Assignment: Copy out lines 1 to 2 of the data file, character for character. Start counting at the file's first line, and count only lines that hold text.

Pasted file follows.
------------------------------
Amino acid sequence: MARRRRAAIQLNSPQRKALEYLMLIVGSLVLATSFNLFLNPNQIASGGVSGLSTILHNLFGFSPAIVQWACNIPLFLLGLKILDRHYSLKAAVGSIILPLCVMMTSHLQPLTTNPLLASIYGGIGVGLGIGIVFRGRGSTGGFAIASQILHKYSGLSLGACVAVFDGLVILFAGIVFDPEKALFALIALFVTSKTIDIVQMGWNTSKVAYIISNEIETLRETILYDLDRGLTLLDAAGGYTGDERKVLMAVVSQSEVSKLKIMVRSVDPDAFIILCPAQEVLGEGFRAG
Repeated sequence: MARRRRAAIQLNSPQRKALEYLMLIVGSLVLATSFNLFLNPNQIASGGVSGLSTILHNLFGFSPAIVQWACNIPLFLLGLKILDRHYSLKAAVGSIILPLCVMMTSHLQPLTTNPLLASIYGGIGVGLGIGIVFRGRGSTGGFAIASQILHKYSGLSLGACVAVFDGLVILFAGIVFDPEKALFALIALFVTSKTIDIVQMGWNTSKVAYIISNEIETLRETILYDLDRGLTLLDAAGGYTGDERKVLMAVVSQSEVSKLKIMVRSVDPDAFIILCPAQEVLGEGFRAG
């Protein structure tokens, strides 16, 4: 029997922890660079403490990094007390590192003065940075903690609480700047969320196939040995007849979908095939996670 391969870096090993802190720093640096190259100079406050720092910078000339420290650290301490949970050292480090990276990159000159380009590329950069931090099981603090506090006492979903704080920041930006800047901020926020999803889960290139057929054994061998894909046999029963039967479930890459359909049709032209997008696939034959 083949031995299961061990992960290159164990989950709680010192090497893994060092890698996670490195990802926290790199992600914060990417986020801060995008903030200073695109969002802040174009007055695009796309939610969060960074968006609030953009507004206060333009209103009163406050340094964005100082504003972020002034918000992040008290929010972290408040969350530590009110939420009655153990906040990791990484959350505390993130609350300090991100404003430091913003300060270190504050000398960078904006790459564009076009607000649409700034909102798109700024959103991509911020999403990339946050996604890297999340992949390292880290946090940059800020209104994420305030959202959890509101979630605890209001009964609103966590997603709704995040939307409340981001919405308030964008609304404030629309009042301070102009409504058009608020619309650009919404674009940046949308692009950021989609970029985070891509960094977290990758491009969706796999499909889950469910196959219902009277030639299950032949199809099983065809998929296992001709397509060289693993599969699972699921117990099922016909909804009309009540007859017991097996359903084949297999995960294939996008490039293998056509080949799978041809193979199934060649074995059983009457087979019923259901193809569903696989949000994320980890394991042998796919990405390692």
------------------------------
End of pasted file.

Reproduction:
Amino acid sequence: MARRRRAAIQLNSPQRKALEYLMLIVGSLVLATSFNLFLNPNQIASGGVSGLSTILHNLFGFSPAIVQWACNIPLFLLGLKILDRHYSLKAAVGSIILPLCVMMTSHLQPLTTNPLLASIYGGIGVGLGIGIVFRGRGSTGGFAIASQILHKYSGLSLGACVAVFDGLVILFAGIVFDPEKALFALIALFVTSKTIDIVQMGWNTSKVAYIISNEIETLRETILYDLDRGLTLLDAAGGYTGDERKVLMAVVSQSEVSKLKIMVRSVDPDAFIILCPAQEVLGEGFRAG
Repeated sequence: MARRRRAAIQLNSPQRKALEYLMLIVGSLVLATSFNLFLNPNQIASGGVSGLSTILHNLFGFSPAIVQWACNIPLFLLGLKILDRHYSLKAAVGSIILPLCVMMTSHLQPLTTNPLLASIYGGIGVGLGIGIVFRGRGSTGGFAIASQILHKYSGLSLGACVAVFDGLVILFAGIVFDPEKALFALIALFVTSKTIDIVQMGWNTSKVAYIISNEIETLRETILYDLDRGLTLLDAAGGYTGDERKVLMAVVSQSEVSKLKIMVRSVDPDAFIILCPAQEVLGEGFRAG